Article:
Dave Hadden is coordinator of the Montana Wilderness Association‘s Transboundary Organizing Project, which works to link wildland conservation across the U.S. – Canada boundary in the Crown of the Continent Ecosystem. The Glacier – Waterton International Peace Park forms the wild heart of this ecoregion.

Monday, 3 Jun 2002

BIGFORK, Mont.

I live and work in Flathead County, U.S.A., where I strive as an environmental professional to change the political climate of this conservative community set in the magnificent mountains of the Crown of the Continent. If I have a single goal in my work, it is to “Restore the good name of conservation in the magnificent Flathead.”

Politics affects the Montana environment like no other “source point” of pollution. Sometimes Montanans bless themselves with enlightened social leadership (including environmental leadership), and sometimes they do not. At the dawn of this new millennium, Montanans have chosen, by majority vote, to return to the Dark Ages. However, tomorrow in Flathead County, the voters will go to the polls, where they will have an opportunity to reverse the backward slide. Ballots will be cast in the primary election for county commissioner.

Why is this local race so important? Because around here, county government both sets the political tone and affects things on the ground — things like subdivisions, industrial development, and new roads and bridges. It also affects water quality and wildlife by issuing or denying permits or as a secondary consequence of other political decisions. In Flathead County, the incumbent commissioner, Dale Williams, has used his position to champion unbridled property rights and to urge on right-wing extremists. Williams has effectively used his office to block the voice of conservationists in Flathead County. Hence the upcoming race has important long-term consequences for the regional environment.

Flathead County has slowly emerged as a hotbed of right-wing rhetoric and action. Traditional industries like logging, milling, and lumber production have fallen off sharply. Hard-working people have lost well-paying jobs and are looking for ways to stay in the beautiful country that has nurtured their families, sometimes for several generations. The changes and loss of work have engendered much fear and finger-pointing. No other group of citizens has been more blamed that those who call themselves environmentalists.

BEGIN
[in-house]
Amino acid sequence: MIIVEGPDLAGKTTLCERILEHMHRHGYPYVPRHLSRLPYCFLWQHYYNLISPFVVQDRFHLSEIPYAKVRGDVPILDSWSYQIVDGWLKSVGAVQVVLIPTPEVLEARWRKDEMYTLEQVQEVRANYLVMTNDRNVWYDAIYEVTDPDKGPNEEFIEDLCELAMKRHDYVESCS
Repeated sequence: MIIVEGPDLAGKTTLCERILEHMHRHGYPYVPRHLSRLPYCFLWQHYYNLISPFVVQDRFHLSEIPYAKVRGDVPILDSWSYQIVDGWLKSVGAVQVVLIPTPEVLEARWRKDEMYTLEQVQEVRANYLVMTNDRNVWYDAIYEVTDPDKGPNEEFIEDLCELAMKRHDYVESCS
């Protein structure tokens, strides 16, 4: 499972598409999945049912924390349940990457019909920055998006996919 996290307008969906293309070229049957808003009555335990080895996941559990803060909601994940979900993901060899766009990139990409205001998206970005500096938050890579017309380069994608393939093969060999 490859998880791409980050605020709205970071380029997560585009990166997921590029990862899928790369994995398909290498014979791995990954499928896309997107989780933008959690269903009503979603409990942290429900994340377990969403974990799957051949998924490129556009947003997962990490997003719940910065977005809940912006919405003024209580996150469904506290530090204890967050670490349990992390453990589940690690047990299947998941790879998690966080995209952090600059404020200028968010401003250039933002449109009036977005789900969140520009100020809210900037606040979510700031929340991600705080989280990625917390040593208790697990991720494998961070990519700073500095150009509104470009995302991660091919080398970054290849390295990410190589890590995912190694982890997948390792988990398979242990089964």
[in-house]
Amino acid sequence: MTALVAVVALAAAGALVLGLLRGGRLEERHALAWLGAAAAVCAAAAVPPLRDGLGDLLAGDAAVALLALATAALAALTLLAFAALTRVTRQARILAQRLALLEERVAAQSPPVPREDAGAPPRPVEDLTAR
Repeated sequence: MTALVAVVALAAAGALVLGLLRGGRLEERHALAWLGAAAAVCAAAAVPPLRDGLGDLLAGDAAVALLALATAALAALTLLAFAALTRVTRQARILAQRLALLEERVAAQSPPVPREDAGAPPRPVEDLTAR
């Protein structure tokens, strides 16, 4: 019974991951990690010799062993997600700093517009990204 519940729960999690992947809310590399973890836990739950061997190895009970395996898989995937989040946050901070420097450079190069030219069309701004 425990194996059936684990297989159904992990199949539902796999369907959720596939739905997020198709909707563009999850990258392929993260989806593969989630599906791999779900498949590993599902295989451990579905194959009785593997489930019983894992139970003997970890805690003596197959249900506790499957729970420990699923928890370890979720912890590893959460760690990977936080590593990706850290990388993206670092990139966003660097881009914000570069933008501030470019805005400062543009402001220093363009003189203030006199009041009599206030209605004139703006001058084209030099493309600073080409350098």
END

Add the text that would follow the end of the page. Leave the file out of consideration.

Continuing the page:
Much of the change in Flathead County has been spurred along by industry, business people, and retirees. Industry has done so by cutting timber faster than it can grow, by automating mills, and by promoting free trade that has led to the softwood lumber dispute with Canada and the closing of mills and the loss of jobs. Business in general has promoted Montana as the “Last of the Big Time Splendors,” a slogan that has lured thousands of souls out of distant cities to Montana, tempted by the clear, sunny summer days, clean water, and abundant wildlife and wilderness just out the back door. The good life. The Western life. A large percentage of Flathead County income is “transfer income” — pension, retirement, and wealth income transferred into Montana from out-of-state accounts.

There’s a joke we tell around here: “How do you make a small fortune in Montana?” Answer: Come here with a large one. And many do come here with fortunes. Those on the downside of the old economy are often angered or disgusted by the affluence shown by the newcomers on the upside of the new economy.

In any place of major social and economic change, there are those ready to take advantage of new opportunities — sometimes in good ways, sometimes in bad. The Flathead is no different.

Earth Day in Flathead County. Karen Nichols.

Photo: Karen Nichols.

That picture you’re looking at is of Flathead County’s right-wing radio station (KGEZ) host getting set to burn a “Green Swastika” in front of his studio on Earth Day, 2002. An estimated 300 citizens of Flathead County (including children and youth) attended this anti-environmentalist rally. I submit this image to you as the picture worth a thousand words to describe the political climate being propagated here in the Flathead, with the blessing of our current county commission.

In the coming days, I will describe my work with the Montana Wilderness Association in the context of this political and social environment. To be sure, the rhetoric and actions of the right wing do not represent the majority of the good people of this beautiful place. Yet as in other places in the United States, political apathy and intimidation combine to give this element a stronger, louder voice than they would otherwise have.

That is why tomorrow, at the stroke of 7 a.m. I will be at the polls casting my vote to change the current course of history in the beautiful Flathead.